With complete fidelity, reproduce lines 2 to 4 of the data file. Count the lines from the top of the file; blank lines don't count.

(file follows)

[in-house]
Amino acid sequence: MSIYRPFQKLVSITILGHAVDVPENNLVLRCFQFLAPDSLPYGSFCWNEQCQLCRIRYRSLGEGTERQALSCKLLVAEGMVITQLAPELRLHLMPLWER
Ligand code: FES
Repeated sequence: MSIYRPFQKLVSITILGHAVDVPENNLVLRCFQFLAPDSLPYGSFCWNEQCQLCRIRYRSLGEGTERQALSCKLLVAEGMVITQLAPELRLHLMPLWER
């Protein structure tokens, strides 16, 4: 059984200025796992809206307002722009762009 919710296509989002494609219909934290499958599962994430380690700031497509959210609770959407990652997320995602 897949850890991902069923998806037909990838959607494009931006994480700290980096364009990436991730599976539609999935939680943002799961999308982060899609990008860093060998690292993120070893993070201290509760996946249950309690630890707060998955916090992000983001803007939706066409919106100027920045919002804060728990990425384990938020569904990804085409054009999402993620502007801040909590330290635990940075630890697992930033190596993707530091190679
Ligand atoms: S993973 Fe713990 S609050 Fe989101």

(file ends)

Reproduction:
Amino acid sequence: MSIYRPFQKLVSITILGHAVDVPENNLVLRCFQFLAPDSLPYGSFCWNEQCQLCRIRYRSLGEGTERQALSCKLLVAEGMVITQLAPELRLHLMPLWER
Ligand code: FES
Repeated sequence: MSIYRPFQKLVSITILGHAVDVPENNLVLRCFQFLAPDSLPYGSFCWNEQCQLCRIRYRSLGEGTERQALSCKLLVAEGMVITQLAPELRLHLMPLWER